To reach the finish line at the New York City Marathon, training the mind is just as important as exercising the muscles.
In the months leading up to this weekend's New York City marathon, most of the event's 47,000 runners have trained their bodies, planned their carbo-loading schedules, and picked out the shoes and moisture-wicking layers that work best for them.
To get across the finish line, though, athletes will also need to have cultivated mental toughness that will help them cope with the pain, fatigue and misery that are sure to strike at various points along the course.
Many long-distance athletes naturally develop strategies for resisting the urge to quit. But the best competitors take extra care to train their brains, focusing on their minds as much as they do on their other muscles.
"The signal to slow down is hardwired, and there's good reason for it when you're running out of energy and the body is burning more fuel than it can give to the brain," said Andy Lane, a sports psychologist at the University of Wolverhampton in the United Kingdom.
The key to success in endurance endeavors, he said, "is learning to ignore that signal and replace it with something else."
Mental training begins with the very first step of an exercise program, especially for people who are athletic novices, said Greg Whyte, an endurance athlete, coach and cardiovascular physiologist at Liverpool John Moores University in the U.K. He has successfully trained British celebrities to complete long-distance feats, like waterskiing across the English Channel and running 43 marathons in 50 days.
First comes commitment to a goal. Then comes confidence that builds gradually as an athlete learns to cope with ever-longer bouts of arduous exercise.
One of the most common and successful strategies for enduring discomfort is to compartmentalize an overall goal into much smaller goals.
Ironman competitors, for example, do well to avoid dwelling on the overwhelming idea of 12 long hours of swimming, biking and running. Instead, it can be helpful to think of each leg separately and from there, to break down each sport into manageable increments of time or numbers of strokes, pedals and footsteps.
Whyte is an ex-Olympian who competed for years as an elite pentathlete. He has also completed Ironman triathlons and the cycling Race Across America. He has also swum across the English Channel and the Strait of Gibraltar, among other achievements.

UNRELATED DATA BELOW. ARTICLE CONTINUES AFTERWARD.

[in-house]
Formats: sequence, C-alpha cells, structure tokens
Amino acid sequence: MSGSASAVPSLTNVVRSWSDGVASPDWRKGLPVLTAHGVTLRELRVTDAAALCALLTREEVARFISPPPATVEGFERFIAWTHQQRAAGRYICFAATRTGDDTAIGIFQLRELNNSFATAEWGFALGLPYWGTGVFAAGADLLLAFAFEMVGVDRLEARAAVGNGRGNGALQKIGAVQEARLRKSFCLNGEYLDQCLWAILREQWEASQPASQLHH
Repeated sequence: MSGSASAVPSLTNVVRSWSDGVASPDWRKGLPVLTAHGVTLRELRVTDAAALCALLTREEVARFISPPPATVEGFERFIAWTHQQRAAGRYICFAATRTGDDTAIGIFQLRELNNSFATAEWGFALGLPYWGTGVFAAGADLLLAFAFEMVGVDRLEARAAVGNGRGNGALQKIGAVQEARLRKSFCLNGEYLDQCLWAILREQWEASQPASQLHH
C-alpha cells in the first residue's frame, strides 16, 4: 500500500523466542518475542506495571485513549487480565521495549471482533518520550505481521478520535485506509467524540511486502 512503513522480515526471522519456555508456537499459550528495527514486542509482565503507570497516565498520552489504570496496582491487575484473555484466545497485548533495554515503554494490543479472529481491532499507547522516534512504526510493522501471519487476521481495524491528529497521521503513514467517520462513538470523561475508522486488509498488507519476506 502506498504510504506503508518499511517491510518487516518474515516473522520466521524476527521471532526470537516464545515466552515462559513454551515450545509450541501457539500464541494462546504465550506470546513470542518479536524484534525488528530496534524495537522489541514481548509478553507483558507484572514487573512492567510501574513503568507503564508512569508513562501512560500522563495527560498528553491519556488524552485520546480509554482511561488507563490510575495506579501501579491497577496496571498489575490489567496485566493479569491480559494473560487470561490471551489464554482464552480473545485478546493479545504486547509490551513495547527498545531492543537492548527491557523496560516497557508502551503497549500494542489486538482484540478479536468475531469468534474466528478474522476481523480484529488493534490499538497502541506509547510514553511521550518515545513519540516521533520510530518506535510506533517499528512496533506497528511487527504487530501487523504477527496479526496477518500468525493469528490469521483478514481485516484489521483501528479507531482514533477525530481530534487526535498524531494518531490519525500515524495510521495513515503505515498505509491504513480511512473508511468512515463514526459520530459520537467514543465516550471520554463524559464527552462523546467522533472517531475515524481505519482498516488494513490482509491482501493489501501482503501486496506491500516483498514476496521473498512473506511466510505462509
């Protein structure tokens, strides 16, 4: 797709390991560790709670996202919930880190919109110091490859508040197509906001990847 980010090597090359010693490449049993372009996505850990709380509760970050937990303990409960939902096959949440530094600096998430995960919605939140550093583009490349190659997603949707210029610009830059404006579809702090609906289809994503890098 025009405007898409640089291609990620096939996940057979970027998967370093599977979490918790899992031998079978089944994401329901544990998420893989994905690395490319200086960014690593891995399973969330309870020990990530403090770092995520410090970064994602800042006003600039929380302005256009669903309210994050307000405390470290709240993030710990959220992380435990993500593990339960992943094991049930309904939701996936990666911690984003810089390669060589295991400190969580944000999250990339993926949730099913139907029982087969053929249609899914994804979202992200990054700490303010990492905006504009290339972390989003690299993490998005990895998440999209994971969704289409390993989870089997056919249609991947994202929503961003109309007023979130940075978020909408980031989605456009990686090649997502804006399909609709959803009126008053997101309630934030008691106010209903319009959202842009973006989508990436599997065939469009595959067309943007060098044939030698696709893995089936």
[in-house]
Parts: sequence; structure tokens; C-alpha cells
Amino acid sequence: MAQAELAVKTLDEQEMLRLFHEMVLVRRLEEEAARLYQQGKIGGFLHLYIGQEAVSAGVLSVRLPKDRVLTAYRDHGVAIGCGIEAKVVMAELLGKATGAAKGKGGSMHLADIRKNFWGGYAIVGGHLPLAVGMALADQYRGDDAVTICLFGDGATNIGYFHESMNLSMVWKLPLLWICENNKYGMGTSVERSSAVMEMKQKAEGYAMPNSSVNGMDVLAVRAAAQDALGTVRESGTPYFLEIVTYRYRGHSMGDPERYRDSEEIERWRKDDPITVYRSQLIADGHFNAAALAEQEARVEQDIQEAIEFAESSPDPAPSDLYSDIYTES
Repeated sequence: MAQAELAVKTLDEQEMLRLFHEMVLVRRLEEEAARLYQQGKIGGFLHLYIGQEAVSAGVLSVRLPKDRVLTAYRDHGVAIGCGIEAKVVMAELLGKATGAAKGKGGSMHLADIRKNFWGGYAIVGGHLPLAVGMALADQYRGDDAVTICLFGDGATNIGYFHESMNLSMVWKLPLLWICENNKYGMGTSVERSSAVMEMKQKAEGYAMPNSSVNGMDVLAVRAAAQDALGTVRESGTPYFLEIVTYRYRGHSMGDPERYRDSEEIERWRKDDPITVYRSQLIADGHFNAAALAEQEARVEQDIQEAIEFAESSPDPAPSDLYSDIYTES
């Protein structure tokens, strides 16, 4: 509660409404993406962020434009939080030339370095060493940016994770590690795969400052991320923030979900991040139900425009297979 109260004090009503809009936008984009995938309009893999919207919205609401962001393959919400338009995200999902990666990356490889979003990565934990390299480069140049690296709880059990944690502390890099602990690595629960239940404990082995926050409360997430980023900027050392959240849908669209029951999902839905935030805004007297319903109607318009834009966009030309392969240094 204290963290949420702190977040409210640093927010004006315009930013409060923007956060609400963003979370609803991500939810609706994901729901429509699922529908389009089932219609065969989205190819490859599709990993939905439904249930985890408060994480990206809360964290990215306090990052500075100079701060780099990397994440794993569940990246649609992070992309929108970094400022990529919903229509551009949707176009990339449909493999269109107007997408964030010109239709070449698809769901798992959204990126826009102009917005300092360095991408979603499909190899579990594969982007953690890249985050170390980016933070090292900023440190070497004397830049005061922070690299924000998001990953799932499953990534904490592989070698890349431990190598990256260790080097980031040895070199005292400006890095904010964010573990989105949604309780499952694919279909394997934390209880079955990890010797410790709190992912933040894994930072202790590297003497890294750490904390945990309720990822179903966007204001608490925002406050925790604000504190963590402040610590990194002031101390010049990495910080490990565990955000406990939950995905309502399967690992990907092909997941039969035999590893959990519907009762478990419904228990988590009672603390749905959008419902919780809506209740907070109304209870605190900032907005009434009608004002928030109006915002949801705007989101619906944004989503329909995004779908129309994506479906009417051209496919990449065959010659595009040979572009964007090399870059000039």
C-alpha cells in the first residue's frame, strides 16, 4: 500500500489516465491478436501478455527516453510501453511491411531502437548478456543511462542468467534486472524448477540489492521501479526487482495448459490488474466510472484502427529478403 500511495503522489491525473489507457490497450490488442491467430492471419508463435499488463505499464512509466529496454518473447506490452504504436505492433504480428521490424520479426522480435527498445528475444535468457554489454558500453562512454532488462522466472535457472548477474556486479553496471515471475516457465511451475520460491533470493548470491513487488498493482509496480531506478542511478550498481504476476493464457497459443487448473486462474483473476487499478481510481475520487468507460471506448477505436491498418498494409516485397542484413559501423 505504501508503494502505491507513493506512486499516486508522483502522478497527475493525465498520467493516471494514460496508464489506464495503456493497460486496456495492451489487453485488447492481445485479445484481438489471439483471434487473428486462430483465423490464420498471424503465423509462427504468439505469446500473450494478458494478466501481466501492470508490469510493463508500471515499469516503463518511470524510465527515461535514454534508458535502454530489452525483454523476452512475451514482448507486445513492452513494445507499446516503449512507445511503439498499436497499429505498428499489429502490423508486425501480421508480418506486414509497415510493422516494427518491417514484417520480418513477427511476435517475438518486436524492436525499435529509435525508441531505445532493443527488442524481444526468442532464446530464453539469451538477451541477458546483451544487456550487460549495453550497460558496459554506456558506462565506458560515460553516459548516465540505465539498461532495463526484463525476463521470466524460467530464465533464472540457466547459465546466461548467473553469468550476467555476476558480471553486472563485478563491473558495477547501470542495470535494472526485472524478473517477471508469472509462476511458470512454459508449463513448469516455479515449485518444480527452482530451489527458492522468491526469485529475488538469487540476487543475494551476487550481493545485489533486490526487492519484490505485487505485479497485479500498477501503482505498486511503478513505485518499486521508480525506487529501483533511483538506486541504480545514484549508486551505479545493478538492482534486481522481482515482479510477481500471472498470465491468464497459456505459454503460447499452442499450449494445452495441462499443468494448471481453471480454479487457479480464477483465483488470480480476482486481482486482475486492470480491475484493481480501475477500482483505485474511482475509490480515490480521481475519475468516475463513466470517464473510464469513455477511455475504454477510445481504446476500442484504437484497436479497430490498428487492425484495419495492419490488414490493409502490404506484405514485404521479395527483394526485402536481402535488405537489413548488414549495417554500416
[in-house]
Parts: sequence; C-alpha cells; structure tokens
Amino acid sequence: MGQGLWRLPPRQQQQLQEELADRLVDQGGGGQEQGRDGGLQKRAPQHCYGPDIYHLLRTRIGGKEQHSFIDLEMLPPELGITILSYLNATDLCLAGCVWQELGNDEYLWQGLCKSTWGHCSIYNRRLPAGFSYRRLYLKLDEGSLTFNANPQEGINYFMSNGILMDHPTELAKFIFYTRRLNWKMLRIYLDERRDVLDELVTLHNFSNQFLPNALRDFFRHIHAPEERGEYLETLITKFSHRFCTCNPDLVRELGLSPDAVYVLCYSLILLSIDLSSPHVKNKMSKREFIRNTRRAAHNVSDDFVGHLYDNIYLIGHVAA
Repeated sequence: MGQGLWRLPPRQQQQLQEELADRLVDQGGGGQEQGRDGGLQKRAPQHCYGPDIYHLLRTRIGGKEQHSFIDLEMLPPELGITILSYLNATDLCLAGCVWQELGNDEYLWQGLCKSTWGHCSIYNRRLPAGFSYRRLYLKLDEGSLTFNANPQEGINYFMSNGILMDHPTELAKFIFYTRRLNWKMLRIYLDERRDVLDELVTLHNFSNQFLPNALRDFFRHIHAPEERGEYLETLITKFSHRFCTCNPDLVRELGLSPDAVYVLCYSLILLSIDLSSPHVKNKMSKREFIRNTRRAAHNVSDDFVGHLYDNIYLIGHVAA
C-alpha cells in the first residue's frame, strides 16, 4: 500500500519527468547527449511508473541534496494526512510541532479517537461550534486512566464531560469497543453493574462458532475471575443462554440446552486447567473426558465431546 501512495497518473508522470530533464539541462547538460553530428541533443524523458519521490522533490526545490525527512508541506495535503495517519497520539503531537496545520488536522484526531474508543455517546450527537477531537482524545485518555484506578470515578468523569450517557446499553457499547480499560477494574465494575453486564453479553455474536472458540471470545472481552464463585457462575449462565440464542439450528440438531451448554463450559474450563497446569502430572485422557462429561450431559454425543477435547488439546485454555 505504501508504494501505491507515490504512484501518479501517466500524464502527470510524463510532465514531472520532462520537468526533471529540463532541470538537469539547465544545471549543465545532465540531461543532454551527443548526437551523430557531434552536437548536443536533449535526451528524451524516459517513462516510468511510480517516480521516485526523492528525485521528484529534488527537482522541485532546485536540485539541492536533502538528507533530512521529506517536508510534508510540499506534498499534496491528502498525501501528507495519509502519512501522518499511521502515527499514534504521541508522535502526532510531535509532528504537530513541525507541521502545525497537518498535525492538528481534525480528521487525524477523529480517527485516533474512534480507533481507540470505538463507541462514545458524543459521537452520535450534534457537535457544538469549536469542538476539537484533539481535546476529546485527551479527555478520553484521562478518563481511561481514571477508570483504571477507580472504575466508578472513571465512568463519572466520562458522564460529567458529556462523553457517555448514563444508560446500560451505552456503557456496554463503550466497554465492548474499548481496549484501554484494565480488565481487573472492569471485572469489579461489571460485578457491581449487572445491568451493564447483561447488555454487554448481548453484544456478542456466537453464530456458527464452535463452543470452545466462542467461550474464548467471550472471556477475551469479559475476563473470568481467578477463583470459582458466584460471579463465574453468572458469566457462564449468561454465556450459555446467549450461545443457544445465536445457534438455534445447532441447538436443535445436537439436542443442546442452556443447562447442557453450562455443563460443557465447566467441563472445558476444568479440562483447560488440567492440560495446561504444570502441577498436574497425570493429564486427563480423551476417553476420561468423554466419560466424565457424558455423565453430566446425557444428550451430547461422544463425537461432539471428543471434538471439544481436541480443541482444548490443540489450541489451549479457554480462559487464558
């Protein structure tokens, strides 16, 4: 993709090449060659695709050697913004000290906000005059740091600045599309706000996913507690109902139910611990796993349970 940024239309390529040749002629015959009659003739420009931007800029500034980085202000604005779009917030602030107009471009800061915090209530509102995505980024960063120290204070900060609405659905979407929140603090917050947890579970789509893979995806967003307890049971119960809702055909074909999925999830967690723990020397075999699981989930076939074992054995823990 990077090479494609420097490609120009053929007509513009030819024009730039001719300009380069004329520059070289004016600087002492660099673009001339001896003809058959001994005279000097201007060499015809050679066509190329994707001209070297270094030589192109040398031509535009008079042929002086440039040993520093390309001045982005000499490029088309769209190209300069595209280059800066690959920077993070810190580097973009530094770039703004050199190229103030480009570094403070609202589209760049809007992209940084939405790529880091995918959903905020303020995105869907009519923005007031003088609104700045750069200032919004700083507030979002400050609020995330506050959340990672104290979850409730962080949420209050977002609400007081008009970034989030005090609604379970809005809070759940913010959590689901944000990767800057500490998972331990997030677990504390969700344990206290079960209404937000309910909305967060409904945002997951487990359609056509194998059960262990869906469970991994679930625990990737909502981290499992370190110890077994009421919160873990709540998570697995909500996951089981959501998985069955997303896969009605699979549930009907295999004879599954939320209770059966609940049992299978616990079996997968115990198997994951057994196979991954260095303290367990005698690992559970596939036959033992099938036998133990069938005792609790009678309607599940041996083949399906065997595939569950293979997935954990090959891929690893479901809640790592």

Some of his toughest moments have come while swimming in cold open water. "It is insidious; the misery is very difficult to escape," he said. "Just by making small steps and stepwise increases as you go through training, you realize that what at the beginning seemed utterly daunting and impossible. You're still miserable. It's still difficult but you've created a technique so that you can cope with it."
For some people, Lane said, it can also help to use imagery. They may mentally rehearse how they want to perform, for example. Or, in the case of a cyclist, they may imagine something like the rotation of a steam train's wheel with each push of the pedals.
When imagery fails, self-induced distraction can make a big difference. Whyte worked with one athlete who sang entire ABBA albums to himself while swimming across the English Channel. Likewise, many ultra-athletes use "self-talk," an inner dialog that can take their focus off of the pain and apply it instead to being in the moment, allowing them to enter what some call a state of "flow."
Patience, acceptance, breaking large goals into smaller ones: Many of the skills that prove useful in endurance training turn out to be helpful life lessons that apply to writing books, running businesses and other endeavors, experts said. Long-distance athletes often end up being organized and successful in other areas of their lives, as well.
As crazy as their athletic accomplishments seem to people who prefer to enjoy their sports with nachos on the couch, many athletes also develop addictions, or at least the desire to do more once they've finished their latest event.
It's not necessarily that they enjoy the suffering they endure over the course of a race, Lane said. Instead, what keeps athletes coming back for more is the buzz they get from accomplishing a goal that they've worked toward for a long time. That's especially true when it comes to a major event like the New York City Marathon, which bonds together hundreds of thousands of people, both in the race and on the sidelines.
"You're anticipating happiness while enduring great feats of pain," he added. "In the same way a mother [in labor] expects a baby to come out, the end justifies the means."